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Hi all, 

if I'm buying 2 inch canisters for my Damascus how many inches do you think I will have to compress them to forge the steel inside? 1/8 1/2 3/4 1 inch? This is so I know what size to make the squaring dies. 

 

squaring12_750x.jpg

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Could you elaborate? I was thinking on dividing the slab in half to make 1 die of one size. And wanted to start with this size. But wanted to know how much the canister squishes to forge weld the steel inside. The thing is I don't have any more H13 to make the set. 

That's why I ask. 

IMG-20210218-WA0117.jpg

IMG-20210218-WA0118.jpg

IMG-20210218-WA0119.jpg

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My squaring dies (in the link I posted) are made of mild steel. All of my press dies are mild steel and they hold up just fine. There is no need to use tool steel for press dies. They do not see the same type of impact that power hammer dies get. The press is continuous pressure, not blunt force trauma. If I were you, I would save that H13 for tooling that requires tool steel and make your press dies from mild. Another thing to recognize is that most press operations (especially welding operations) move material in small increments at a time. 1/8" per pass is pretty standard in my shop, and most of the smiths I know do similar small squeezes multiple times. The artist smiths I know do more violent and deforming press squeezes to achieve maximum distortion. That's not what blade smiths typically use the press for.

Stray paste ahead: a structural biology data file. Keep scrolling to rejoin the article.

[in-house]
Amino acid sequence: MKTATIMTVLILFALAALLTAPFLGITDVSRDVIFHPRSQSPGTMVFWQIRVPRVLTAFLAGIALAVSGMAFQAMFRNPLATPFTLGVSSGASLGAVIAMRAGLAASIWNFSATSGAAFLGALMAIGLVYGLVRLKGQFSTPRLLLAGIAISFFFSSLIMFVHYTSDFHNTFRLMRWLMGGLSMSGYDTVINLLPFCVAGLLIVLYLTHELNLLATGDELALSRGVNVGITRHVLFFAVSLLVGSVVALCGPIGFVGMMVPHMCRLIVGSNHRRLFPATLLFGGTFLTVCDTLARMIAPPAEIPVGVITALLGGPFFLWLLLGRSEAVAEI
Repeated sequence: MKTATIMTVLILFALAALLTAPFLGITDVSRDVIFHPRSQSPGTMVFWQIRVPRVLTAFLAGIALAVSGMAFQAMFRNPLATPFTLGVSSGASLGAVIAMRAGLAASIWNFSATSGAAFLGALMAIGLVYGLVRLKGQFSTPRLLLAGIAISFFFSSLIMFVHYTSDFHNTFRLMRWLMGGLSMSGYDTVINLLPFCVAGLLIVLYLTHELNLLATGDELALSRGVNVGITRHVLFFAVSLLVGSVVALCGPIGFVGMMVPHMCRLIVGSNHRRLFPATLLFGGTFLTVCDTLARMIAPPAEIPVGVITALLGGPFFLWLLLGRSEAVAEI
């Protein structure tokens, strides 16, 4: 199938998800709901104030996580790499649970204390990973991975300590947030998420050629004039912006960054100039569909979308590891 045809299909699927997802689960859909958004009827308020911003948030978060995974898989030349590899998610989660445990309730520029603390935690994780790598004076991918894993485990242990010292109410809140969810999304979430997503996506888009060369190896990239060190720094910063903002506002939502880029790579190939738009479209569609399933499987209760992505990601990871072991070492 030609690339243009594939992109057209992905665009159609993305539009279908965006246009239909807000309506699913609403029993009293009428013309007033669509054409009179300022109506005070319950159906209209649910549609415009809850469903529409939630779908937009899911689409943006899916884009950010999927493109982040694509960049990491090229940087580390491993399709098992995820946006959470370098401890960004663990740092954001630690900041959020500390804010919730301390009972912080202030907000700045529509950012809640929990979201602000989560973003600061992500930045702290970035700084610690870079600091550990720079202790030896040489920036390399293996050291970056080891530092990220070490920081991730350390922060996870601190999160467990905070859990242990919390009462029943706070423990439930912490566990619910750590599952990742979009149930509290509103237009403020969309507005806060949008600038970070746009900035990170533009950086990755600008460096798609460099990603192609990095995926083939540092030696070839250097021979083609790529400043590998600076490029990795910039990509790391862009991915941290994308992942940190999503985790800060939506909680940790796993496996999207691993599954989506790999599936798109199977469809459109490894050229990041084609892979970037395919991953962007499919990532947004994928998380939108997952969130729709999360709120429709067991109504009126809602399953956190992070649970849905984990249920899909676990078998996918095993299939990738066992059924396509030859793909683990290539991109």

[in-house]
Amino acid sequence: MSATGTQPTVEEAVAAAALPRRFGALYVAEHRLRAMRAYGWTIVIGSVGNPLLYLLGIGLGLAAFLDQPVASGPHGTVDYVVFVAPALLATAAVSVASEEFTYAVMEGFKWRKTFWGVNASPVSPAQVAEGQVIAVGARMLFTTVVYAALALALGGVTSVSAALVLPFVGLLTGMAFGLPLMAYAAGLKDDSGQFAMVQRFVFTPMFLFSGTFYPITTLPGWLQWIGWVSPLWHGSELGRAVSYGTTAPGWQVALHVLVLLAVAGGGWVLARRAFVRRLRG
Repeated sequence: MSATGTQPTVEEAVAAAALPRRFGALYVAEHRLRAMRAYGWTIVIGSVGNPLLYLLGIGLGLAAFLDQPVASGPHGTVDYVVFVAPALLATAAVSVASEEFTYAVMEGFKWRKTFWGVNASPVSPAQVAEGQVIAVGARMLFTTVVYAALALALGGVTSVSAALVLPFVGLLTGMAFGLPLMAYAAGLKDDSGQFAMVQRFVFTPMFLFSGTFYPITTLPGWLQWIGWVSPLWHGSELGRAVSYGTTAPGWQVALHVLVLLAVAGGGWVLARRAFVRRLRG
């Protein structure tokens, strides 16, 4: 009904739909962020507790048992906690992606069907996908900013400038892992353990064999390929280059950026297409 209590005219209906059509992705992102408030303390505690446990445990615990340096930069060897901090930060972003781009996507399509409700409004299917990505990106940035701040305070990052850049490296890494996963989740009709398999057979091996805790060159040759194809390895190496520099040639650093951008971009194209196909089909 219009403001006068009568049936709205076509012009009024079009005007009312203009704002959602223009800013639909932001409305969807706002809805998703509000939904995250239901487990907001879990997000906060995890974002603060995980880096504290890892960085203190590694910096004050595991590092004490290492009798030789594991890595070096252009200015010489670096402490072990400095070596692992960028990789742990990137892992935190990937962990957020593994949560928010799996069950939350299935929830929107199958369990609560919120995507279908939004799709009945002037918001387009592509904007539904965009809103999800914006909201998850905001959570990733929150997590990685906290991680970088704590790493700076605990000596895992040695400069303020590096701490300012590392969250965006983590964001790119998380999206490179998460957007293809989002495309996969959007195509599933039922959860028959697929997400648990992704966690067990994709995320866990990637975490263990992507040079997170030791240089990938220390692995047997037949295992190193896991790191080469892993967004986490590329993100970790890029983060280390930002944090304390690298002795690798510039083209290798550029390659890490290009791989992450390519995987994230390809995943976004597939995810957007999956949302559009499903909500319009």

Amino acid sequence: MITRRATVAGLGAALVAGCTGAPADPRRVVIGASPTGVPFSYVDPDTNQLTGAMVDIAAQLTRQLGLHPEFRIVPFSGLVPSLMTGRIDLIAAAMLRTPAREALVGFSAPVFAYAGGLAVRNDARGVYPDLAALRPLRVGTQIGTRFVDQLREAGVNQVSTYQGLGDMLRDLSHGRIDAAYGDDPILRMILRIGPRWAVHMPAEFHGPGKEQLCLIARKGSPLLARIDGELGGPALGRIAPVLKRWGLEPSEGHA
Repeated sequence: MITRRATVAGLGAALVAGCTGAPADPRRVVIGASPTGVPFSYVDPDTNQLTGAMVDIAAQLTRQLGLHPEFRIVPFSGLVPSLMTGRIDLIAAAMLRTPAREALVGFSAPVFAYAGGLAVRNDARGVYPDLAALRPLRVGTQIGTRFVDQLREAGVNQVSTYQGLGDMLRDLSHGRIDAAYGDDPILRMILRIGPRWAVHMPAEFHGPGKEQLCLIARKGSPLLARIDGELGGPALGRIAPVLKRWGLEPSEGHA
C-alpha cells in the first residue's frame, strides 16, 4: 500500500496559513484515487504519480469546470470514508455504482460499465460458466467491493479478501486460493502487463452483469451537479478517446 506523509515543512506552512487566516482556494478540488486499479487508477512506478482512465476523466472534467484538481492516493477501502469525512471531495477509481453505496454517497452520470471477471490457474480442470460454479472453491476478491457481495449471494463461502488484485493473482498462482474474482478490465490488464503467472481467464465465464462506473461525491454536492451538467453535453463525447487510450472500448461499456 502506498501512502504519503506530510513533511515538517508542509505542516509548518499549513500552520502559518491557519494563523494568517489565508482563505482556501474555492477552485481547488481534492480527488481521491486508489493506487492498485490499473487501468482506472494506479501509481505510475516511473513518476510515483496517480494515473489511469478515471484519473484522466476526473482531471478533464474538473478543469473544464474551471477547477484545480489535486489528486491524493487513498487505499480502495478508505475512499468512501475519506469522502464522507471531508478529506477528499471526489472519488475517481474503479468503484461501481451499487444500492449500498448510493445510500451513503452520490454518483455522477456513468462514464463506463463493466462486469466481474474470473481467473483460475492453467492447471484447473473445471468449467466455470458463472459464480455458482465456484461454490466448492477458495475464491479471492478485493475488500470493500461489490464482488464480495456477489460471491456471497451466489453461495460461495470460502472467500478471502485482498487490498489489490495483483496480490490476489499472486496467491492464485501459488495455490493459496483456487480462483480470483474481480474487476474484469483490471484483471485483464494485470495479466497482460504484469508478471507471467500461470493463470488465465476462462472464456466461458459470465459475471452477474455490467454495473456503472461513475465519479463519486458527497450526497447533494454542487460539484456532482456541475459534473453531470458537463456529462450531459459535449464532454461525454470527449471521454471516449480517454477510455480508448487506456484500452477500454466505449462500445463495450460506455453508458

We use very controlled, small, movements.

 

In the end, you want to be able to reduce that can down to weld what is inside together into a solid bar. Depending on the contents, that may vary. Someone with more experience can tell you what they did, but my guess is 1/4 inch (6mm) to 3/8 inch (9mm) in both directions will probably weld what's in the can together.

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Thinking about what you said, you are right. I do actually have my dies made out of mild steel. I will make the squaring dies of mild steel as well and save the H13 for the next step which will be a power hammer. Thanks so much for your input! 

 

 

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